You can tell this statement is not credible. Engineers design vehicles. They have no idea what the overall cost of the vehicle's development, manufacturing, and marketing is. Talk to the Finance Department.

Give us a hint on the company that is making money building and selling EV cars...and then back it up with financial statements.

· · 1 year ago

@Michael,
I have to disagree with you assessment that " engineers design vehicles.". Many of the more valuable engineers design with cost in mind and are aware of design tradeoffs for cost.
It is way too early to expect any car companies to be making money building and selling EV cars. We can probably expect Tesla to be the first to do so but I wouldn't expect them to start breaking even for a couple more years, given that they started with nothing. They will hopefully take a lot longer since I hope they continue in the tradition of the Roadster by reinvesting their earnings into making the affordable Gen3/Bluestar.
Nissan and GM have made too many missteps on their first generations so I expect it will take them both a long time to actually make money. Nobody else making them today is taking EVs seriously enough to ever make money on them. Compliance EVs will always be money losers.

· · 1 year ago

@Michael

Not sure what particular universe you are talking about. I and several other posters think its great that he's made an over 400 mile trip. As a matter of fact, all my posts want to just continue his good work and with a much larger battery in the future, will make such trips at more common speeds and conditions common place, I hope.

Your other statement, excuse me, is quite silly. Watch "Revenge of the Electric Car", and memorize Bob Lutz's statements (I believe, although not really a degreed engineer, his title was "Head of Engineering", a good choice, in my view).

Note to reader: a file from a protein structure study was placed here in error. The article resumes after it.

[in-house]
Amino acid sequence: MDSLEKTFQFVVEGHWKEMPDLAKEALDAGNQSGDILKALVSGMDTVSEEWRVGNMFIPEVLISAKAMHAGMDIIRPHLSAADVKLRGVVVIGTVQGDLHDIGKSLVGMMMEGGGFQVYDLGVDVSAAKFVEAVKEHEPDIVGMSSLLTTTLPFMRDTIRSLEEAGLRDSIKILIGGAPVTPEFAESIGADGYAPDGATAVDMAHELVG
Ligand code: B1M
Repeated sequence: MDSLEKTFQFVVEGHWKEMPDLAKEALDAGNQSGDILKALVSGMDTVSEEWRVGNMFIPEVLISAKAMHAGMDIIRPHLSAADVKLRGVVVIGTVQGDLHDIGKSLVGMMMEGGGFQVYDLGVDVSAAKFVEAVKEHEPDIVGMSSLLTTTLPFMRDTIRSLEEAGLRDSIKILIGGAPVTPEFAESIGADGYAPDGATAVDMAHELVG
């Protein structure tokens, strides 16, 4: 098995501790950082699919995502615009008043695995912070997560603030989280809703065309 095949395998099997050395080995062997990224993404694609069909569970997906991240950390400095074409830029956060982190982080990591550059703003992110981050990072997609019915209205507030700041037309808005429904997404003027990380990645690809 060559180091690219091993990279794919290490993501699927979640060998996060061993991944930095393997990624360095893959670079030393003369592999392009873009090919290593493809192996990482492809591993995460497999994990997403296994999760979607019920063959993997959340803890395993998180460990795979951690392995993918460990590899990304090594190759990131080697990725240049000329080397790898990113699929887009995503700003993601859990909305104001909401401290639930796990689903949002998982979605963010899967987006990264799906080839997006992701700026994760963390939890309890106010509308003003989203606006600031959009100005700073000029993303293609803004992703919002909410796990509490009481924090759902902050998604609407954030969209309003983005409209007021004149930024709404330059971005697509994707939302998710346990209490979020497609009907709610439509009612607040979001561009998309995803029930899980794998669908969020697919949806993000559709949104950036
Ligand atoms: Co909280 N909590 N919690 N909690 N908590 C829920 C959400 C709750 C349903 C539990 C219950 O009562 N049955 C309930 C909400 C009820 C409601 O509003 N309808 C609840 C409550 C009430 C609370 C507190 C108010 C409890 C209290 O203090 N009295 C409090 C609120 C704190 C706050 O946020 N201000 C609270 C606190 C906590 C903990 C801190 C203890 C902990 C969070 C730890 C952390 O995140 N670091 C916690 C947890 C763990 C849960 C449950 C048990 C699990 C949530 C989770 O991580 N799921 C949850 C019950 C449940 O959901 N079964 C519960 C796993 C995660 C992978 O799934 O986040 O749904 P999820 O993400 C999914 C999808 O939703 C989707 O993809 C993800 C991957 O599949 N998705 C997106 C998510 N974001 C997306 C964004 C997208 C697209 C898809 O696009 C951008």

· Ramon Acosta (not verified) · 1 year ago

What happened to the concept Vehicle to Grid V2G proposed few years ago by a member a University of Delaware if my memory is right? Well now that the car bateries are going into 85 KW balancing the grid will be a lot simpler.

· · 1 year ago

@Ramon Acosta,
Unfortunately, the power company isn't going to pay for the battery degradation caused by the extra charging cycles it will go through in order to help balance the grid.
It works in academia but isn't economically viable for the real world until battery cycle life gets a whole lot cheaper.

· · 1 year ago

I wonder if anyone sees the irony of V2G. Another abreviation to make it seem more important than it is.

First they put Microscopic batteries in the cars, they don't have any range to begin with... Then they want to suck more juice out? No body will do that unless they don't own the battery. The owner won't want to pay for the wear and tear. And its such a trivial amount of juice anyway.. Unless you want something strictly on an emergency basis. THAT'S Different. Most V2G stuff was to lighten demands, which is silly, since time of day metering accomplishes much more demand reduction totally voluntarily. Commercial / Industrial customers also have Load Shedding Agreements.